What would you like to search for?

Energy will move Madagascar forward

Having access to energy has become a fundamental need.

Energy is a basic necessity : we need it to cook our food, to light our homes, to access information and new technologies. In Madagascar, household access to energy is still very limited. Only 15% of the Malagasy population has access to it. Policies and rural electrification Barefoot College have shown that 75% of the rural population use battery lamps. These are very harmful to the environment in general. As for cooking, research in the Menabe region have shown that 99% of households still use charcoal and firewood, the latter being 100% from natural forests (dry forests, mangroves, etc,…). The policies as well as the means relating to this energy sector of the strategies are already in place but the hardest thing remains to be done : the implementation, it’s true that we don’t die with this current energy situation but let us ask ourselves questions : what is available in the households today really meet their needs ? Are the existing offers adapted to the context ? Are the energy sources we use sustainable ? To all these questions, the answer is No.

Several actors in the sector, along with organization such as WWF and parteners are working through many initiatives to facilitate the population’s access to clean and durable energy sources. We can talk about the national program Barefoot College, how many of us know this program ? It contributes to the electrification of remote villages through the installation of solar systems. Ok so far, it’s already very interesting ; but these solar systems  are installed by women « mamas Solaire » who are grandmothers chosen in the beneficiary village and trained at the Barefoot College center. In addition to energy training, they learn entrepreneurship, sewing, breeding, agriculture and personal development. They return to the village as solar engineers and bring light. In terms of cooking energy, reforestation of fast-growing species for wood production (charcoal, firewood, etc…) and the production of improved stoves to reduce wood consumption have been promoted but need to be much more.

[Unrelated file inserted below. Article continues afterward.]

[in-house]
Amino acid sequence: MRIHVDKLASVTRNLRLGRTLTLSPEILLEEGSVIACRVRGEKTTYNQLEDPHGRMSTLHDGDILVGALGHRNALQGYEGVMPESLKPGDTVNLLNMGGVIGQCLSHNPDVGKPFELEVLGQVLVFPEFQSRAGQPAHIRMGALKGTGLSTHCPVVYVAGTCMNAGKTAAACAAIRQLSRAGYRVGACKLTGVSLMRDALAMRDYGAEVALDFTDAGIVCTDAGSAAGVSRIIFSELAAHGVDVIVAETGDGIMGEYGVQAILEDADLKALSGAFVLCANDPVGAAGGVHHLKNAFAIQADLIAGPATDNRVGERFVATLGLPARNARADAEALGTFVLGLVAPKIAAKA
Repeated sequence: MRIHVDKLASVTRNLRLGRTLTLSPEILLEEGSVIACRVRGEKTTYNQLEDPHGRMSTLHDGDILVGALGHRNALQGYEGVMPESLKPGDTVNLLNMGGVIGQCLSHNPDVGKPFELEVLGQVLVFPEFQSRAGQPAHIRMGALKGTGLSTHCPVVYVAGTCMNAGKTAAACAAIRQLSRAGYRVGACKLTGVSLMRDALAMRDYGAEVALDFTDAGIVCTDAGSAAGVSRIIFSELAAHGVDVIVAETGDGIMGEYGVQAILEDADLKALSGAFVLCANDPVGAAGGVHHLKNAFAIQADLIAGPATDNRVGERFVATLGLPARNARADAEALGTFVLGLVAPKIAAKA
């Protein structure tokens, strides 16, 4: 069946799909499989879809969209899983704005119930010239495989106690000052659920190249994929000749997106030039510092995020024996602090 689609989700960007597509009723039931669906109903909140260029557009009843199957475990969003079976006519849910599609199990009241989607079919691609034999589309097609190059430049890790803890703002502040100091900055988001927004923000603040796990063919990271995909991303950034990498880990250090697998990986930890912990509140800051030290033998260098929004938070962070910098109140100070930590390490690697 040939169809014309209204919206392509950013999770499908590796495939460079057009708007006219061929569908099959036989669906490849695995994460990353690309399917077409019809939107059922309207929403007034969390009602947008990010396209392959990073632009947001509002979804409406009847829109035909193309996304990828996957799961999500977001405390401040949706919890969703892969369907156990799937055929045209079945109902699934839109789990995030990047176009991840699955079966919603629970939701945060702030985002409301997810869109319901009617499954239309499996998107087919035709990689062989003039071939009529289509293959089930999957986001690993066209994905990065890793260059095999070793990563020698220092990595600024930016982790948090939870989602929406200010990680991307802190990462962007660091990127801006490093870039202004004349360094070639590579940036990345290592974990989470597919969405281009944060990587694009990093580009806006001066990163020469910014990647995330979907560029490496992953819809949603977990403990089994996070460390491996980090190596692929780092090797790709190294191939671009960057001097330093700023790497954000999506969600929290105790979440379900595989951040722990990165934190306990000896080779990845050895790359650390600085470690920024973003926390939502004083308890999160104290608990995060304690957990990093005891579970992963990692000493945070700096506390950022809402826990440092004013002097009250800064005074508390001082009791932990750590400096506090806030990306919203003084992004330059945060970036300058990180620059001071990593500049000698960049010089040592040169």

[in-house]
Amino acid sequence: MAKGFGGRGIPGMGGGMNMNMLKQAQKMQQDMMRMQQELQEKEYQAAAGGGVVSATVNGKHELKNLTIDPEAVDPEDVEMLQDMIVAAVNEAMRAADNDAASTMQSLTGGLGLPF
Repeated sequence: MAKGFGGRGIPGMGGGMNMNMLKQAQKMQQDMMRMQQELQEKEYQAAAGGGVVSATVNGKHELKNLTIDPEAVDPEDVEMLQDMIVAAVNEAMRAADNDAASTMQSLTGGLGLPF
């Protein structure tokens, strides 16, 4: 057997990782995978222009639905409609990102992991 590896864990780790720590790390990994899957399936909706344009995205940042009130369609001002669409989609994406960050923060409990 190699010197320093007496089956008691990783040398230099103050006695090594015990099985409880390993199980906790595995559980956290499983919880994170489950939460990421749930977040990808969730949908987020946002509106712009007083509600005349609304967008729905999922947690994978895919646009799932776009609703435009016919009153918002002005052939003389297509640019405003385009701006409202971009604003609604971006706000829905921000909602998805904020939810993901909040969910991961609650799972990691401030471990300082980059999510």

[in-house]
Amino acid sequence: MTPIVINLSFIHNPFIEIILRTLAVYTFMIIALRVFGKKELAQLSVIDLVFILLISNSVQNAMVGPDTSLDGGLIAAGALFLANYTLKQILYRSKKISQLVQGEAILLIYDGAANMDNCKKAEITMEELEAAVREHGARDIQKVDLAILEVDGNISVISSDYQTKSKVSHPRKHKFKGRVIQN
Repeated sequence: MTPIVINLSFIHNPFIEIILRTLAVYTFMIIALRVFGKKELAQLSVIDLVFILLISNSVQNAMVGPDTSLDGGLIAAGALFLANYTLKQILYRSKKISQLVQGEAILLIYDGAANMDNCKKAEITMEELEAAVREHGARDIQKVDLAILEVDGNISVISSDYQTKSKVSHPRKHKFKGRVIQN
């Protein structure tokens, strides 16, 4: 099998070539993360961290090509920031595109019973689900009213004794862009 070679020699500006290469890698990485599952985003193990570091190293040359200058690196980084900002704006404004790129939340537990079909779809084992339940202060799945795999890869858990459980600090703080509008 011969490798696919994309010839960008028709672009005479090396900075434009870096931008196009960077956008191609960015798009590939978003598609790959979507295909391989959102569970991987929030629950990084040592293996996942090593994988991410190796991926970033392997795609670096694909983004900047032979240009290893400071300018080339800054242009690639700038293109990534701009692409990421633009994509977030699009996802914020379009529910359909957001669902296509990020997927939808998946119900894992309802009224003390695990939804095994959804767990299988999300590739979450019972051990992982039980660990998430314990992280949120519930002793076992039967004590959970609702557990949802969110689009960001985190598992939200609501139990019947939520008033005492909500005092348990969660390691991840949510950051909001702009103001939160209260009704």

These initiatives must be scaled up throughout the island ; should they not be among the priorities for the development of Madagascar ? Indeed, because access to energy is an indicator of development and in this sens, we will develop in an intelligent and constant way ; we will be actors of the lasting development in the proper sense of the term.